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Sticker shock at the supermarket

U.S. families use ingenuity and belt-tightening to save on mounting grocery bills.

Coupon clipper: Tonya Brown in Decatur, Ga., uses the Web and radio shows to find bargains.

Patrik Jonsson

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Tonya Brown never used to mess much with coupons and in-store "10 for $10" sales. But over the weekend, this mom from Decatur, Ga., came armed to the Kroger grocery store with a fistful of store coupons and sent her kids, Jordan and Nia, out into the aisles in search of bargains.

"Just in the last week I've started paying attention," says Ms. Brown. "My main thing is to make sure we eat healthy foods, and those are the ones getting really expensive. It's becoming a real challenge. If we could save $200 a month on groceries, that's major for us right now."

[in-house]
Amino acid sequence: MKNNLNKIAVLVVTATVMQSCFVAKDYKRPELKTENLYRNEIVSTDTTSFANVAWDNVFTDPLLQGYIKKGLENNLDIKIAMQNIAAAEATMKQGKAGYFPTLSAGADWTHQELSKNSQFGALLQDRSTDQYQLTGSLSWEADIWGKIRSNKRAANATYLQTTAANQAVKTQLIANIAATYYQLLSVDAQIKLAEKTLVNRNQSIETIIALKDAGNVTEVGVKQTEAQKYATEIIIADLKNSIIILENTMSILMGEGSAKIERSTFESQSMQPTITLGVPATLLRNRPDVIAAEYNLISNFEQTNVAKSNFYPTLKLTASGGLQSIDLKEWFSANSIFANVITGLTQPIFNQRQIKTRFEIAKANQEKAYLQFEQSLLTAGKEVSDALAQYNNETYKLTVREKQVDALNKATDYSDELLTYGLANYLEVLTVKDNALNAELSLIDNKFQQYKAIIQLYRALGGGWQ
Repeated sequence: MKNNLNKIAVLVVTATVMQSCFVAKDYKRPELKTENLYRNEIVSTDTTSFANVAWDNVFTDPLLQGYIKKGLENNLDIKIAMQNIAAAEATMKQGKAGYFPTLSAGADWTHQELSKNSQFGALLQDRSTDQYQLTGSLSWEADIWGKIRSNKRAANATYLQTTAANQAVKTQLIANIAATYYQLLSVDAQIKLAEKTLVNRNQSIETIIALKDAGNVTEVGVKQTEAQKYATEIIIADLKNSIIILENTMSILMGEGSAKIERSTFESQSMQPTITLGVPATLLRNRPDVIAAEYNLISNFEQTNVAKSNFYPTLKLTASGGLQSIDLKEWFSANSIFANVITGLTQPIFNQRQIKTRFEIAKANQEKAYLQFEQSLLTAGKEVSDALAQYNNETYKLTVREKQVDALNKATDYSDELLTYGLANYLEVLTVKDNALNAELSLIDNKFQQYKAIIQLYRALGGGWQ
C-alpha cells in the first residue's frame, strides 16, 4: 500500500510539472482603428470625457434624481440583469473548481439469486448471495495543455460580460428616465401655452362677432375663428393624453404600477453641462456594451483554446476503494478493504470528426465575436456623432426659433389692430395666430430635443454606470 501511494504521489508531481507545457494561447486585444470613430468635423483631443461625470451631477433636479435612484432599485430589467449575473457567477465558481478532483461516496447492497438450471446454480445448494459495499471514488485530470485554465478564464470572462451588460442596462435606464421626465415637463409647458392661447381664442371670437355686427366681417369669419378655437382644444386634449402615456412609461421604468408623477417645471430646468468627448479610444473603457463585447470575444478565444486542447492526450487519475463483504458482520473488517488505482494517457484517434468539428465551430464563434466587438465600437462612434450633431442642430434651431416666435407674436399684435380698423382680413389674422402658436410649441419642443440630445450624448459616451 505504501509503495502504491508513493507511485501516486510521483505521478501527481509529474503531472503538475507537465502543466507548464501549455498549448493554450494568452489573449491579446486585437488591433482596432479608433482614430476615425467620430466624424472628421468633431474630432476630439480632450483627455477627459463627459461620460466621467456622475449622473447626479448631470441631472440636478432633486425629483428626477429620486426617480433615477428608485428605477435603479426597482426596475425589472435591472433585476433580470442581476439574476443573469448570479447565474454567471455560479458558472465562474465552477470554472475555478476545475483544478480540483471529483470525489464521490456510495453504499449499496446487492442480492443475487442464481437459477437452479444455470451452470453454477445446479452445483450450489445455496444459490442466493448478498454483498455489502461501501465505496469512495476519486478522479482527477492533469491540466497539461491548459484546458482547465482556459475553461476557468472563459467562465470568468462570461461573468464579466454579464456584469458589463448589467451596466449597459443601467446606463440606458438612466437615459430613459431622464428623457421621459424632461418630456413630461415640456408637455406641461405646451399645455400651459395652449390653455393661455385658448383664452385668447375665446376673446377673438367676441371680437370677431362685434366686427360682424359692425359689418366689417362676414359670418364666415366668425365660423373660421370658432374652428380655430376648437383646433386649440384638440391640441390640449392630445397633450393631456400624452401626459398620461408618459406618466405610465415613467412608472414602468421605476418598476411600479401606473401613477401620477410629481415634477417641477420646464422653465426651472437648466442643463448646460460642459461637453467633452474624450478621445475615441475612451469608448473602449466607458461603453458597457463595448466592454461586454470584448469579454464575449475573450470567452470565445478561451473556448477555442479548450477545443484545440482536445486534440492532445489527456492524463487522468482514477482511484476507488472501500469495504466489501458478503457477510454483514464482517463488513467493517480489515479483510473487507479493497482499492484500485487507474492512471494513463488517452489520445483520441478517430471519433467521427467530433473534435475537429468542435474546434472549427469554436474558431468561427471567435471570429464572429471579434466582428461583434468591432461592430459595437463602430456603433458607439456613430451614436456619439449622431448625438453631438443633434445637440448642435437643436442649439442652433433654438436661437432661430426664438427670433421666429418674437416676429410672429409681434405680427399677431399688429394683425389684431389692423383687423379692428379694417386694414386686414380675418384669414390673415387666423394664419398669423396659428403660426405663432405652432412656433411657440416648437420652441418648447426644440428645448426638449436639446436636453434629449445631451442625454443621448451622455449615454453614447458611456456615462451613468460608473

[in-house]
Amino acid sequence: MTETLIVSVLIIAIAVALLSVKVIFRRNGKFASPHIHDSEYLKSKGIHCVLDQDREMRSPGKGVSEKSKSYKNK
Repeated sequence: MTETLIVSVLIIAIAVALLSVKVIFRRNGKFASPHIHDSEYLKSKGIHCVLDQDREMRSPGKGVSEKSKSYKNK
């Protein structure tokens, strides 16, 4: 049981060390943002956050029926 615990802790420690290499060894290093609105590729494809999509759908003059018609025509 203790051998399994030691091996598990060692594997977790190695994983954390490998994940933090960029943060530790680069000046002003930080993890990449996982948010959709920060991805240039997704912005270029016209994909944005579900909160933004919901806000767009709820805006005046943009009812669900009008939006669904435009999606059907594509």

Like tens of millions of Americans across the income spectrum, Brown's checkbook is feeling the vise grip of rising prices, tighter credit, and stagnant paychecks.

With food prices up 6 percent from last year – flour alone has gone up 87 percent – and gasoline prices up by more than a dollar since 2006, the receipts are adding up, causing a "dramatic" shift in kitchen-table decisions from Albuquerque to Atlanta, says Maura Daly, a spokeswoman for the charitable hunger-relief organization America's Second Harvest in Chicago.


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